A concept that is considered relatively new is the concept of ‘micro influencers’, which developed only during the past four to five years.
According to social media influencer marketing agency Mediakix, there are five tiers of Instagram Influencers, are follows:
The Power of Micro-Influencers
According to Mediakix: “Micro-influencers surged in popularity during 2017 as more brands adopted an influencer marketing strategy. Search interest in the term ‘micro-influencer’ peaked again in early 2019, jumping more than 500% since 2018.”
While macro and mega influencers have definitely served brands very well for many decades, the rise of micro-influencers in recent years is attributable to several factors.
Leading Instagram Analytics Tool brand Social Fox provides ten such factors, namely:
- Lower Costs. It is a well-known fact that macro and mega influencers can break the bank for many brands, some even costing millions of dollars. Therefore, micro-influencers provide good alternatives for brand to achieve more targeted and cost-efficient influencer marketing campaigns.
- Targeted Audiences. Micro-influencers, by nature, are niche personalities. For brands who are looking to create new customer segments for itself would find that these types of micro-influencers deliver a better return on investment.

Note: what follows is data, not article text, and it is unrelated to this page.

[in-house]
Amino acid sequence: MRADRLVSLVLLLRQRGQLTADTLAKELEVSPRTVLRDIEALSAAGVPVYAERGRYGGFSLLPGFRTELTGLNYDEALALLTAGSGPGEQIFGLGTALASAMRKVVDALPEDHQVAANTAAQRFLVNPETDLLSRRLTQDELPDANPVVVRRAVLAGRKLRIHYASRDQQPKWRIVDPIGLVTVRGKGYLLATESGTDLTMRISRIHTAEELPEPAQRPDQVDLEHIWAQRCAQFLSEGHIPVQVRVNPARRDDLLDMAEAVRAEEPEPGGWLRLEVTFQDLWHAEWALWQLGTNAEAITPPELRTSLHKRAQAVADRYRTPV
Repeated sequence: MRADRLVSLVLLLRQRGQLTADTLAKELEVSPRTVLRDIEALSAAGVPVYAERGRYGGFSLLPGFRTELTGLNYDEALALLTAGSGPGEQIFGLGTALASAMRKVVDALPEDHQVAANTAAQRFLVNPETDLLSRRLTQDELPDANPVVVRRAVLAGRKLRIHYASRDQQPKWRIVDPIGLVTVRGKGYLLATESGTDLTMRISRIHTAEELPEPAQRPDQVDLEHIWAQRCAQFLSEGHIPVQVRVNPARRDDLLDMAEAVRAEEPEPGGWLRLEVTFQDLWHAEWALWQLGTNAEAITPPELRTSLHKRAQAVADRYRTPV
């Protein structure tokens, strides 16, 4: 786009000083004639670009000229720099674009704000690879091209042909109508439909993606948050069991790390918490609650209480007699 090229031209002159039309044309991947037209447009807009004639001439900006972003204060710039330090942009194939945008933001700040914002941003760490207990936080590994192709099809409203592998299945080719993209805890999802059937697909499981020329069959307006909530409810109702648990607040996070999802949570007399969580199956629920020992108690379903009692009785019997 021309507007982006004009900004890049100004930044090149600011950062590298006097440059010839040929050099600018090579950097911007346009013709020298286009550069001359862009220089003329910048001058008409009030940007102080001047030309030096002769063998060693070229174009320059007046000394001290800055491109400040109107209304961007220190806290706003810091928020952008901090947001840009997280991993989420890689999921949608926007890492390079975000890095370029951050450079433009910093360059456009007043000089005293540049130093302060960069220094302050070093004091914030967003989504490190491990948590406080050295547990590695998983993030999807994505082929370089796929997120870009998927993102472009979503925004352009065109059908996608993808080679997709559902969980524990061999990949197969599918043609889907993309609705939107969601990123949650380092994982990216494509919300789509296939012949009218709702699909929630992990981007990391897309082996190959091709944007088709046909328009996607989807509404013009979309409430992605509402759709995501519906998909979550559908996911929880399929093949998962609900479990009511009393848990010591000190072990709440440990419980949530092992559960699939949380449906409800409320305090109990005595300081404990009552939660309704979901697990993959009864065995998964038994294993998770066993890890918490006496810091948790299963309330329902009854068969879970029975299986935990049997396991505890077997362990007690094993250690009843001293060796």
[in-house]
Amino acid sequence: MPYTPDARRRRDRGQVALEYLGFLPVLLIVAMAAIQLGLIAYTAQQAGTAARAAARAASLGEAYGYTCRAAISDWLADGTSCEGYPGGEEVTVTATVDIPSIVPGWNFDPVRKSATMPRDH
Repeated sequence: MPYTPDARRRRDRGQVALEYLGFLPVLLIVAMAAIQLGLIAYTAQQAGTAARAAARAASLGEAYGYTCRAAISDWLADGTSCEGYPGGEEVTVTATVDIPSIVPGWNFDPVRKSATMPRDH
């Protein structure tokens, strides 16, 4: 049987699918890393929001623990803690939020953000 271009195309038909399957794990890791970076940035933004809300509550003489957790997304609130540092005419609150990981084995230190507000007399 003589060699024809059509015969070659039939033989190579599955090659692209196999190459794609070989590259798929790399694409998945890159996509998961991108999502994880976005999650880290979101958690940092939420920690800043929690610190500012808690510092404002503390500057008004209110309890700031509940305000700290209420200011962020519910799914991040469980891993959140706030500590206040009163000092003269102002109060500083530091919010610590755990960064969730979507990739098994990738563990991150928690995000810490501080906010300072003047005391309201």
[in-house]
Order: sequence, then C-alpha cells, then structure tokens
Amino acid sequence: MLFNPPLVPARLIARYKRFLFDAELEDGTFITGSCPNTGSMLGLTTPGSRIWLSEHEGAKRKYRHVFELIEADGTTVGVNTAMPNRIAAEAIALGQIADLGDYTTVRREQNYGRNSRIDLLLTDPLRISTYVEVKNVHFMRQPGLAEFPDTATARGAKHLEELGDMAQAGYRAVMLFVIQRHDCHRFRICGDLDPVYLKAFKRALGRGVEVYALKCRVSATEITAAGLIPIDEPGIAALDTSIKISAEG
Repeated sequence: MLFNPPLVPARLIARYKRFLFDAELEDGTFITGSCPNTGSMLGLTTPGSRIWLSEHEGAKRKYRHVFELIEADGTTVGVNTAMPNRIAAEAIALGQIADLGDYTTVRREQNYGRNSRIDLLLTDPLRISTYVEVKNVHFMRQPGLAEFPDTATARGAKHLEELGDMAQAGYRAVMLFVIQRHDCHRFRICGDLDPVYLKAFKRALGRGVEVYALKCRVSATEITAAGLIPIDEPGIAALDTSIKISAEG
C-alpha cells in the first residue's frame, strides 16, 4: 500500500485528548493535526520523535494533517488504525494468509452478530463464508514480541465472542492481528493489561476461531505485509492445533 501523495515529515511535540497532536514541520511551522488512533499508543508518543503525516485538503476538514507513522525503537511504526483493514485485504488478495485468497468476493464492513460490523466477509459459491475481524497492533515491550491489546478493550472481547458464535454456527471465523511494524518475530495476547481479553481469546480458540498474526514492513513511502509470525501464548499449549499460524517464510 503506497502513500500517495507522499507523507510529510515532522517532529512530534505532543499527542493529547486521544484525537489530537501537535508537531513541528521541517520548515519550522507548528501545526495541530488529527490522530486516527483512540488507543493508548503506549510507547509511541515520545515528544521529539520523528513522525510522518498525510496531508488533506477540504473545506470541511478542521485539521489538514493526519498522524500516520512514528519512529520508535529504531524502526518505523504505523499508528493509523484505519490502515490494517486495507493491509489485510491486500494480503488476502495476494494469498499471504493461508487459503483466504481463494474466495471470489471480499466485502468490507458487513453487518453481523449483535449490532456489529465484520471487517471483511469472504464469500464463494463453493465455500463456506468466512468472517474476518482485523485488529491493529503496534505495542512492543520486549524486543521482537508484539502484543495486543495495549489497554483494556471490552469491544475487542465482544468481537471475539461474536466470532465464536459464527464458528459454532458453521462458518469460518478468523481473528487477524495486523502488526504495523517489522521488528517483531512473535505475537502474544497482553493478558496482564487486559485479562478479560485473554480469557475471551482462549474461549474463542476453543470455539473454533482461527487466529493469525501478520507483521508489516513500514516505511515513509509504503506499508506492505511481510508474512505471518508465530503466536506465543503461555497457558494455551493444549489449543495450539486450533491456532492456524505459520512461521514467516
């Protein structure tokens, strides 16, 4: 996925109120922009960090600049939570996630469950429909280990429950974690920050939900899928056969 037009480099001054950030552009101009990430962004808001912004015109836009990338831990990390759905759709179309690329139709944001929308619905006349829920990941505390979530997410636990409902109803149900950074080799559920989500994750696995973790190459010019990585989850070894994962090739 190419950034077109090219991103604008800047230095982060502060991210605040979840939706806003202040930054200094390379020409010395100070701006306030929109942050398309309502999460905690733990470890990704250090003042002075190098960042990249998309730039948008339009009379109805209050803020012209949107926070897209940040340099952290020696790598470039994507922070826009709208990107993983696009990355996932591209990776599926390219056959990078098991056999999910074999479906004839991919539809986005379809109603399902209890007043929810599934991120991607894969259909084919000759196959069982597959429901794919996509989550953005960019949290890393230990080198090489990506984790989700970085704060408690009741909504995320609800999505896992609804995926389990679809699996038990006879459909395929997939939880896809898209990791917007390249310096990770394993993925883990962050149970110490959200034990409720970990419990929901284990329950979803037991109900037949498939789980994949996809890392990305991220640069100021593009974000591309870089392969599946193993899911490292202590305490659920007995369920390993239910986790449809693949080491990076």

- Higher Engagement. Because micro-influencers have a smaller audience, they have the ability to engage with their audience more frequently and more meaningfully. This builds up the trust level between the micro-influencer and his or her audience which is a valuable currency that brands can leverage on with the right influencer partners.
- Easier to Work With. Micro-influencers are usually not widely-known celebrities, therefore they don’t have the usual trappings associated with celebrities which increase the complexity of working with such mega-influencers.
- Quality Content. Micro-influencers, especially those on Instagram, usually gain a following because of their carefully curated and high-quality visual content on their accounts. Therefore, brands who partner with these individuals are assured of content that will not compromise their identity as brands.